World Library  
Flag as Inappropriate
Email this Article

Federico Lacroze railway station

Article Id: WHEBN0004866204
Reproduction Date:

Title: Federico Lacroze railway station  
Author: World Heritage Encyclopedia
Language: English
Subject: Buenos Aires Belgrano Sur Line railway station, Retiro Belgrano railway station, Retiro railway station, Retiro San Martín railway station, Retiro Mitre railway station
Publisher: World Heritage Encyclopedia

Federico Lacroze railway station

Federico Lacroze railway station (Estación Federico Lacroze in Spanish)) is a passenger railway station in Buenos Aires, Argentina. The station is located in the city's outlying barrio (neighbourhood) of Chacarita in a predominantly residential area. It is just a short distance north of the Cementerio de la Chacarita,[1] the city's largest cemetery. The station is named after Federico Lacroze, a prominent 19th century Argentine railway and transport pioneer who obtained the concession for building the Buenos Aires Central Railway in 1884. When the Argentine railway network was nationalised in 1948 the station became the Buenos Aires terminus for the lines that became part of the General Urquiza Railway (FCGU).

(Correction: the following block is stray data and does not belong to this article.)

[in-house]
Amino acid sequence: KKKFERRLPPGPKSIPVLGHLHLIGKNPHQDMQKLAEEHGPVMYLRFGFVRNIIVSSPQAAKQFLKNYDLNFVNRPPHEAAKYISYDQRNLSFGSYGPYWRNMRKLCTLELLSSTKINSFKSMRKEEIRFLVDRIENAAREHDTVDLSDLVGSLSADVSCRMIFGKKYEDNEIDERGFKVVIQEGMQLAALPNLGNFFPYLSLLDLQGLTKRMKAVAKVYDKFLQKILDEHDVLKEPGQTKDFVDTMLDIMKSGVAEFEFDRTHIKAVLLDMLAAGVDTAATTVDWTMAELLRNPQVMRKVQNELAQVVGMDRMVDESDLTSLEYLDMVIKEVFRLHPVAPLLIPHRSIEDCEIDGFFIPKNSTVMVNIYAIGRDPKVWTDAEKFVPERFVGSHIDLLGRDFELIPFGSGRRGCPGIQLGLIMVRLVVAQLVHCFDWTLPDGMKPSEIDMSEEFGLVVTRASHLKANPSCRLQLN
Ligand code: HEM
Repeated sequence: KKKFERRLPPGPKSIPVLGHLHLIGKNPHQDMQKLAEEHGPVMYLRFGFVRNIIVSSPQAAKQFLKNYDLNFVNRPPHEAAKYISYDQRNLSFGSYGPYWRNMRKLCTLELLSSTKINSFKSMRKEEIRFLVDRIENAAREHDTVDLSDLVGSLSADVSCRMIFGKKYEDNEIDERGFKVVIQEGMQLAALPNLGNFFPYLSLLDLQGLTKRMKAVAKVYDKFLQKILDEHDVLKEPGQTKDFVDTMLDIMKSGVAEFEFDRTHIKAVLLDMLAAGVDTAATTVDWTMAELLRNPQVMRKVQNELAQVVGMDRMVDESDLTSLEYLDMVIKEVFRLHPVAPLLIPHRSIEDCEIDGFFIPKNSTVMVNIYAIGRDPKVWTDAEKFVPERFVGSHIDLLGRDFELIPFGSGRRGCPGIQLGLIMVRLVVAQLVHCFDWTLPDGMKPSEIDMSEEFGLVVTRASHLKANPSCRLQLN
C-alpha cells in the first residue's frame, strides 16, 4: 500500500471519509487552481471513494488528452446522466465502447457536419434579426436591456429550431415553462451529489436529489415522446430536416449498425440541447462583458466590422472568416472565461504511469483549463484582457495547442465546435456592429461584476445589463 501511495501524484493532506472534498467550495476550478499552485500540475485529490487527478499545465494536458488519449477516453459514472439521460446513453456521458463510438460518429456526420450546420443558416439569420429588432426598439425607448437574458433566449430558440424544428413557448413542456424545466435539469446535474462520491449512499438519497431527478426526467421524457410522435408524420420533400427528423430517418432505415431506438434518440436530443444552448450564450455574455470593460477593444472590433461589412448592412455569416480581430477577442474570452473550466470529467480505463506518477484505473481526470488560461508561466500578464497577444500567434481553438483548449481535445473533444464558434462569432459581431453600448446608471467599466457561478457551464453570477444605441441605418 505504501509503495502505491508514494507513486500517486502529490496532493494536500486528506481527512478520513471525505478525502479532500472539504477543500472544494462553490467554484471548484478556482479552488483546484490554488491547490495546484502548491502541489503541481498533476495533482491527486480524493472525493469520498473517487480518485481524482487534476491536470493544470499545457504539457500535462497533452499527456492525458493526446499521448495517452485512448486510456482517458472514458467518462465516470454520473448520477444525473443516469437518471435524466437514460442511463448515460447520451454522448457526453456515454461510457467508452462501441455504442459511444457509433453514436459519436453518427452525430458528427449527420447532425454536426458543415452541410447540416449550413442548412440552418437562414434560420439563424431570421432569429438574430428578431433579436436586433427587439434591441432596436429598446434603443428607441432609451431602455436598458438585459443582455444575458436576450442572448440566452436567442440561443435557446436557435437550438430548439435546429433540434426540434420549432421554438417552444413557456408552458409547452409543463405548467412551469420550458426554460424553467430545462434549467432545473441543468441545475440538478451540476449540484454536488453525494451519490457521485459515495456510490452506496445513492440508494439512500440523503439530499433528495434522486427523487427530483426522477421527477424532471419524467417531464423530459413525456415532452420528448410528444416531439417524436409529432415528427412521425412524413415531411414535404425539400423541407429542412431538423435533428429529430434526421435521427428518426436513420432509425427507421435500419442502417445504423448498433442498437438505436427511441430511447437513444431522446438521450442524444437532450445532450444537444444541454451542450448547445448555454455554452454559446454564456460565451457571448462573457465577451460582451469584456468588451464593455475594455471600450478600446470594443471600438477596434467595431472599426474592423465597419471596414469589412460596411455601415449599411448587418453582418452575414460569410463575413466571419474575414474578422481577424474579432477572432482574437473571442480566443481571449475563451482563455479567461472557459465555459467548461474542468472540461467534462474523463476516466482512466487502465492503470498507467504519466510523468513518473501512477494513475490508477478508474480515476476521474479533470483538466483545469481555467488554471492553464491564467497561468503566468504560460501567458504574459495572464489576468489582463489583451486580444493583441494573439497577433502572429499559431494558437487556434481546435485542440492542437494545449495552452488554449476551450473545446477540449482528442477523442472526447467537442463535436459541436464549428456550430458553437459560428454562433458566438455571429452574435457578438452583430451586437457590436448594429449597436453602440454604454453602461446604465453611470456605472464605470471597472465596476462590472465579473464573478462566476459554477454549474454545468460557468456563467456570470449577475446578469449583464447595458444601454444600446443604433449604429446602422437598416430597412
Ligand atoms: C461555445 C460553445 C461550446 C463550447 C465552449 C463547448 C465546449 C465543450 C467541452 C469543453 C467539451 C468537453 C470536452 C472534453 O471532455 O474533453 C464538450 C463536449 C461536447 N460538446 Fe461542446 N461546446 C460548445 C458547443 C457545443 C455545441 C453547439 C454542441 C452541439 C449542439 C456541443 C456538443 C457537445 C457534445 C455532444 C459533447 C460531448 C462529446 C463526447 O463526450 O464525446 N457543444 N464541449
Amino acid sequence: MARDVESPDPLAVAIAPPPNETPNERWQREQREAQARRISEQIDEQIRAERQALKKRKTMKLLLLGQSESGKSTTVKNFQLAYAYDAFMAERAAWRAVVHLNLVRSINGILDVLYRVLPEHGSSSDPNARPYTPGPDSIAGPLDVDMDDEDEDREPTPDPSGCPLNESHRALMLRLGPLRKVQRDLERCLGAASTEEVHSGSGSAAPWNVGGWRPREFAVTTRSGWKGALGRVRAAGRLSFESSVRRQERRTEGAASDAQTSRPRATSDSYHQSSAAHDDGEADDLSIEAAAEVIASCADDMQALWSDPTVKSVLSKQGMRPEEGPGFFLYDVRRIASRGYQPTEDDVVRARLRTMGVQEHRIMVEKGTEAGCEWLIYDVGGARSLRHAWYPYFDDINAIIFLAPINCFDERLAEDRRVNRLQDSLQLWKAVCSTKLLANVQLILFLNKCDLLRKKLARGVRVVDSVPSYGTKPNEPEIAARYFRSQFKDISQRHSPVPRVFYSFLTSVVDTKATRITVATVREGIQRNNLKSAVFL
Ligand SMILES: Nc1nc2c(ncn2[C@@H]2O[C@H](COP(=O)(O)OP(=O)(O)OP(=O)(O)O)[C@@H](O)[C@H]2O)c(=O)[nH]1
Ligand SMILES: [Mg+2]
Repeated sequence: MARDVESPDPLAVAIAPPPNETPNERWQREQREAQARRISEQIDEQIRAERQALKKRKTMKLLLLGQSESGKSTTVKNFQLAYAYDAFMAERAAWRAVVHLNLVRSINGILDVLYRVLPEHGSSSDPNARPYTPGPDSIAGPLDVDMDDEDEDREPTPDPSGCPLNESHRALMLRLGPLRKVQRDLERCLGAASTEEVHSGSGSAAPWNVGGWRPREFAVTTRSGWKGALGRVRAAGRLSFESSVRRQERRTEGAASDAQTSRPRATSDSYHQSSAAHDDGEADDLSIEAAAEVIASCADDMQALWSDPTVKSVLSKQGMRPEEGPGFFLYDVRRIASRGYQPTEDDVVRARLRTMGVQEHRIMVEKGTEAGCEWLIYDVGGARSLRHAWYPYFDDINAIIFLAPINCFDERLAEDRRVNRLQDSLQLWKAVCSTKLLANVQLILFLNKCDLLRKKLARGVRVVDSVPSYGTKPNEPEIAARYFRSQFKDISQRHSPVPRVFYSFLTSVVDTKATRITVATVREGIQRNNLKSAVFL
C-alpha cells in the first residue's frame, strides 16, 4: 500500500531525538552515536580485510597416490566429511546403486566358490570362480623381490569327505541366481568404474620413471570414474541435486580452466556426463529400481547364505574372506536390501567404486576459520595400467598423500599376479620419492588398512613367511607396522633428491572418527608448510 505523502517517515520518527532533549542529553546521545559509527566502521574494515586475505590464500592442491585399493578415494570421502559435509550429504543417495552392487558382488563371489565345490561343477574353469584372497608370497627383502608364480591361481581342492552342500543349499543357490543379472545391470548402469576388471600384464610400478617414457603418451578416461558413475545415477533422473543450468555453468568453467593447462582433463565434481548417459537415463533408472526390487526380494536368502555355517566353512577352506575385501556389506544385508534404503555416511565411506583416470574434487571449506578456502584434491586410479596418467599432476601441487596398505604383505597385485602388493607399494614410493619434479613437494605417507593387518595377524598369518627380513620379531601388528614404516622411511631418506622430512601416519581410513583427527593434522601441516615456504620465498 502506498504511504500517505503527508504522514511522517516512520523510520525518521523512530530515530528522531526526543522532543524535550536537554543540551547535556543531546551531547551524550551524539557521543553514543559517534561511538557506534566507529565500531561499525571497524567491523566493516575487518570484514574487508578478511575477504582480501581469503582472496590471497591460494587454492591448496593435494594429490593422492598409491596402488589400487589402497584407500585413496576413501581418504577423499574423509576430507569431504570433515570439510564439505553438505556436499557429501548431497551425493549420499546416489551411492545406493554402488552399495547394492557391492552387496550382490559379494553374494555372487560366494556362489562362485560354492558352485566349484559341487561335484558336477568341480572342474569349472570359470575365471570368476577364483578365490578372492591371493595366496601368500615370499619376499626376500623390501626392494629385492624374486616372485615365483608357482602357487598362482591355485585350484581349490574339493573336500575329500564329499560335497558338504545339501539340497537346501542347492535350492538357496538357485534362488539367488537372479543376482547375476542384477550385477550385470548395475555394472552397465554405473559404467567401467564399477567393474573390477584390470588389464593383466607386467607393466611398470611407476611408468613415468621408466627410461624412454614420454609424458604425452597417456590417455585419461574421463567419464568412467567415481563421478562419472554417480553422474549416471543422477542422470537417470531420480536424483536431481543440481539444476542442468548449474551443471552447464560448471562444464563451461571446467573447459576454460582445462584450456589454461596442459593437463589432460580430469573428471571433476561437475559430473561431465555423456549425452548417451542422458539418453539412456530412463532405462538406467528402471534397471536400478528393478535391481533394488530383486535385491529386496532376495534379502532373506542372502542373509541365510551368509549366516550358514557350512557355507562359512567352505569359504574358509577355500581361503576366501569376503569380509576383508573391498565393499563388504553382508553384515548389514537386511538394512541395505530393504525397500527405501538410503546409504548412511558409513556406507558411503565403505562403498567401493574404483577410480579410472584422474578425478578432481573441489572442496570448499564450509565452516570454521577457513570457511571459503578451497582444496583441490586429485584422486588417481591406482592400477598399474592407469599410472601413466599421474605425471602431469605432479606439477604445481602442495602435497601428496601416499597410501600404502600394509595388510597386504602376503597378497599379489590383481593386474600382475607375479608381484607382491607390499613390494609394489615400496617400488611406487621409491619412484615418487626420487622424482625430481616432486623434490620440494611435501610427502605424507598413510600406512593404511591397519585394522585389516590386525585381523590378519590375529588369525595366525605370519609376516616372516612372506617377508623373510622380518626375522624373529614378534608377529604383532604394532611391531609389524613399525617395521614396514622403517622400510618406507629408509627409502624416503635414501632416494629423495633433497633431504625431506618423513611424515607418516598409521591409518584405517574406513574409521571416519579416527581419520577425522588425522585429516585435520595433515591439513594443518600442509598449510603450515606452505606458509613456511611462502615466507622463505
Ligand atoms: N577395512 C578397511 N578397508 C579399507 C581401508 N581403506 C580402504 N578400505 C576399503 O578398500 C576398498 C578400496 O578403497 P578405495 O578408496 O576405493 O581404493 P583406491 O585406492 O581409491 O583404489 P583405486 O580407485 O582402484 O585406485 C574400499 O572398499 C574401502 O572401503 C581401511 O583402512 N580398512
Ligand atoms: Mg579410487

• History 1
  • Services 2
  • Gallery 3
  • See also 4
  • References 5
  • External links 6


The station was named after railway entrepreneur Federico Lacroze.
Former Chacarita station, terminus of Tramway Rural, c. 1880s. The building would be replaced by the current terminal.

The first station to open was "Chacarita" terminus, a precarious building that served as terminal for the Buenos Aires Central Railway, originally a horse-drawn railway established by entrepreneur Federico Lacroze that built and operated a line to cities of Zárate in Buenos Aires and 4 de Febrero in Santa Fe.[2] The station would be later demolished.

The current underground station had been designed by the Lacroze Brothers with the intention of being a connection with the Buenos Aires Central Railway. The underground tunnels and parts of the original station are used for Line B to this day.[3]

The current terminal was designed by Argentine architect Santiago Mayud-Maisonneuve and his son Carlos in 1951, following the Rationalist style of architecture. It was inaugurated in 1957 and its construction financed by the state, as the railways were state-owned at the time. The building received protected status in 2009.[4]


The station functions primarily as a commuter rail station but also handles some long-distance services. The local transit company Metrovías, which also manages the Buenos Aires Underground system, operates regular electric commuter train services every 10–20 minutes into the nearby Buenos Aires suburbs along its Urquiza Line. Stations on this line include Villa Devoto, Martín Coronado (which also serves Ciudad Jardín), Hurlingham and San Miguel amongst others.